IN THE FIRST flush of a clamorous evening, at the heart of this crowd filling the back room at Mac's Bar on Thursday night on Eastern Avenue in Essex, Shirley Rukowski, 83 years old, sits herself down next to William Donald Schaefer and commences to talk politics.
"About this governor's race," she says.
"Oh, my," says Schaefer.
"Oh, my, yes," says Rukowski, with the full wisdom that comes from 70 years in the trenches of local politics. "What I want to know is, can I write in Marvin Mandel for governor?"
Oh, my, indeed.
"Best governor we had," says Schaefer.
"There you go," says Rukowski.
She gestures around the big room. This is a rally out of all the vanishing old-time political rallies. It's a smoke-filled room with everything but the smoke.
There's hot dogs and beer and people crowded around noisy round tables, and all the big Baltimore County east-side pols, and hundreds of the folks who make the political system work.
They're precinct workers and office volunteers, and those such as Rukowski who wish they could write in the name of a Marvin Mandel.
"Now, I was born a Democrat, like most of these people," Rukowski says, leaning in close to Schaefer to be heard over the din of the room. "And I think Kathleen's really a great girl. She's just gotta stand up for herself more." She means the Democratic gubernatorial candidate, Kathleen Kennedy Townsend.
"Yup," says Schaefer, who would formally endorse Townsend the next morning but not, significantly, on this night in Essex. "Very nice person."
"It's a hell of a thing to say," says Rukowski, "but I still like Mandel."
"What about the other guy?" somebody asked Schaefer now.
Schaefer understood. The "other" guy, the current governor, Parris Glendening, had been getting under Schaefer's skin for the last few weeks. It's what the two men do to each other, going on eight years now. Sniping was one thing.
But Schaefer, expected to coast to re-election as state comptroller, instead finds himself competing with Secretary of State John Willis. Behind Willis' candidacy is the unsubtle hand of Glendening, shoving him out there.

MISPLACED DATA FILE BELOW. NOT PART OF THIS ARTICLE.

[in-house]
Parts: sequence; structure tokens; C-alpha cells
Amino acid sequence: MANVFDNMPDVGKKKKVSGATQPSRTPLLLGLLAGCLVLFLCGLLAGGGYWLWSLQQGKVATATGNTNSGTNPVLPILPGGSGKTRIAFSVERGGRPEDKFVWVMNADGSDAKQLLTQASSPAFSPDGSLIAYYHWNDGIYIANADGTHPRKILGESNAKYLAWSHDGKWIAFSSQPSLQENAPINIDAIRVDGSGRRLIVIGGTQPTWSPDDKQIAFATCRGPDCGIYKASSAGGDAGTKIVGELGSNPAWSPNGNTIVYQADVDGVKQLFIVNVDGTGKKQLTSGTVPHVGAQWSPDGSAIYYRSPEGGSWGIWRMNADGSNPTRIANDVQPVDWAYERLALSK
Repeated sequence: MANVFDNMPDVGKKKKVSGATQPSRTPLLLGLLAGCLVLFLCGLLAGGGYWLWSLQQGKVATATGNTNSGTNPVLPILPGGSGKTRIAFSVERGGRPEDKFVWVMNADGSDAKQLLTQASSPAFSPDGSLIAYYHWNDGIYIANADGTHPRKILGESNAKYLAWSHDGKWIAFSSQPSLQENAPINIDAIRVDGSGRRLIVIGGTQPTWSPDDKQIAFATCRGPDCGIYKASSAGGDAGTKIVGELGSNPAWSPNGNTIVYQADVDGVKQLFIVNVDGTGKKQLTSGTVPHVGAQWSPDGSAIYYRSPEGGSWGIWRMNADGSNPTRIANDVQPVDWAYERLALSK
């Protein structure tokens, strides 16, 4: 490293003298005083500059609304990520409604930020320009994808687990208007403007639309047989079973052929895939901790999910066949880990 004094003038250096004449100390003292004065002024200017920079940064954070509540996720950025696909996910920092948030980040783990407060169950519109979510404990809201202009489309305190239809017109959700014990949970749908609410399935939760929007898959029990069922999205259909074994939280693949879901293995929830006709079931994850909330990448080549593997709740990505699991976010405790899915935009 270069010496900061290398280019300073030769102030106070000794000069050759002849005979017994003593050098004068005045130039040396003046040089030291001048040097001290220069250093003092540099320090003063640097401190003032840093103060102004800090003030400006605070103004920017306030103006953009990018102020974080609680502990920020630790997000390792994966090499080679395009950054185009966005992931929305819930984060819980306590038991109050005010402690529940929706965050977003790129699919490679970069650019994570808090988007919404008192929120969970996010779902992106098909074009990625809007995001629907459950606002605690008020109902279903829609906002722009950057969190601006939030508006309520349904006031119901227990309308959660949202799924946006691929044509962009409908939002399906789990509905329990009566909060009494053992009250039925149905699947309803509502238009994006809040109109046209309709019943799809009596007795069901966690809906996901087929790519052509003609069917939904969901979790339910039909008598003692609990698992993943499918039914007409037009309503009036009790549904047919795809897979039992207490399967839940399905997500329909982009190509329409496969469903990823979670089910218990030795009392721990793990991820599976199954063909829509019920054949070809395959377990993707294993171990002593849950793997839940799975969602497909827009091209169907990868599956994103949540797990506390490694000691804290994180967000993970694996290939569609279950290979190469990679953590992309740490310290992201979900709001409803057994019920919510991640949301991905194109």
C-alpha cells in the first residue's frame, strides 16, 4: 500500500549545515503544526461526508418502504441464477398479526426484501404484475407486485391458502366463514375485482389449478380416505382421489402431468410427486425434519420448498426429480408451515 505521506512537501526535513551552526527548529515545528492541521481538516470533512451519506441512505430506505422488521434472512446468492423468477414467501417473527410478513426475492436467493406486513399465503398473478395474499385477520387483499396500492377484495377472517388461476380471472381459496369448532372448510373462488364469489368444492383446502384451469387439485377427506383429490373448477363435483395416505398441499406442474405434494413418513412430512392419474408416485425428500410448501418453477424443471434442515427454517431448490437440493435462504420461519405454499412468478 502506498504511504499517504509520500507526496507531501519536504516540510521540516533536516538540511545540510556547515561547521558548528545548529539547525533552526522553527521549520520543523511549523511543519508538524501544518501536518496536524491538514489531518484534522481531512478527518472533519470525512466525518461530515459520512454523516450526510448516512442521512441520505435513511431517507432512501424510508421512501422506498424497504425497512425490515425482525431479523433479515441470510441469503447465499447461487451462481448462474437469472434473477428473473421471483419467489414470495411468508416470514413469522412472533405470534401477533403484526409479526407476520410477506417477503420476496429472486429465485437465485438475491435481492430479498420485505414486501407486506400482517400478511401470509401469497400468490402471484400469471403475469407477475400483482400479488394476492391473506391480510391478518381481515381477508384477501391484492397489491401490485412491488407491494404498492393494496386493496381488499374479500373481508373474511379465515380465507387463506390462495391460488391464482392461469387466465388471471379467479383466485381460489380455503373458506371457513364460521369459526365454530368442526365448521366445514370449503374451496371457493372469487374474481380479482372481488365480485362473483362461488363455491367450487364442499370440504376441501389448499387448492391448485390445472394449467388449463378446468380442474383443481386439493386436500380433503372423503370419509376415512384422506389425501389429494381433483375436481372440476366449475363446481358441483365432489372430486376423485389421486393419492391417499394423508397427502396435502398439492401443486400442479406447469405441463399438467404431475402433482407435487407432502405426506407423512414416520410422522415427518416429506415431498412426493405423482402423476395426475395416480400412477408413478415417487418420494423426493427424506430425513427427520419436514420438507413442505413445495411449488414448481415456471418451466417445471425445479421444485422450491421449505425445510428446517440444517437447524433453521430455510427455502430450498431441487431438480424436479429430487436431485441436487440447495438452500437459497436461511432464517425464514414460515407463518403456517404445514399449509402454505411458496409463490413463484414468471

"The most self-centered, selfish man I've ever seen," Schaefer says. He means Glendening. "Doesn't care about people at all. The reckless spending, and look where we are now: a billion-dollar deficit out of a billion-dollar surplus. I warned him for the last two years about overspending, and he never acknowledged me. And Kathleen ..."
"She was there when the money was spent, wasn't she?" Schaefer was asked.
"Nah," Schaefer said. He paused to shake the hands of people passing his table. "He's a one-man operation. He never included her in budget stuff. He dictated that budget. Every dollar. And now we've got this deficit that's going to make life impossible for the next governor."
"Why doesn't she say this?" someone asked.
"I told her," Schaefer said. "I said, 'You got to break away.' She said, 'I believe in loyalty.' I said, 'I do, too, but not if you're killing yourself.' And where's his loyalty to her? He puts Willis into the race against me.
"That means I've got to have a campaign. It means I've got to put my people, and my money, to work for me. If Willis isn't in the race, I can put my people, and my money, to work for Kathleen. Glendening knows this. He knows it. But it's more important to him that he sticks it to me."
On a little stage in a corner of the room now, some of the east-side pols gathered for speeches. They motioned for Schaefer. For the next 15 minutes, he gave Glendening one shot after another.
"I look at him and get sick," Schaefer said. This was one of the nicer things. The big crowd laughed and applauded, because Schaefer is one of theirs, and Glendening is just a guy who passed through and now vanishes.
And then came the others: C.A. Dutch Ruppersberger, the county executive running for Congress. He got a big hand. And Norman Stone, John Arnick, Joseph J. "Sonny" Minnick, John Olszewski, all running for familiar legislative seats, all talking about the current campaign.
And out of these half-dozen speakers, across a span of maybe 45 minutes, it hit you. In this hall full of Democrats, in the heat of a statewide campaign, no speaker mentioned one name: the top of the Democratic ticket, Kathleen Kennedy Townsend's.
Asked about it afterward, Schaefer, Ruppersberger and Stone shrugged their shoulders. It was a Democratic crowd, but this was the east side of Baltimore County.
Out here, those in the hall were ambivalent about her, at best. Some decried her anti-slot machine stance. Some associated her with Glendening. Some criticized her lack of combativeness. Some openly support her Republican opponent, Robert Ehrlich.
And some, like Shirley Rukowski, sat down next to William Donald Schaefer and gazed across the years, and asked to write in for Marvin Mandel.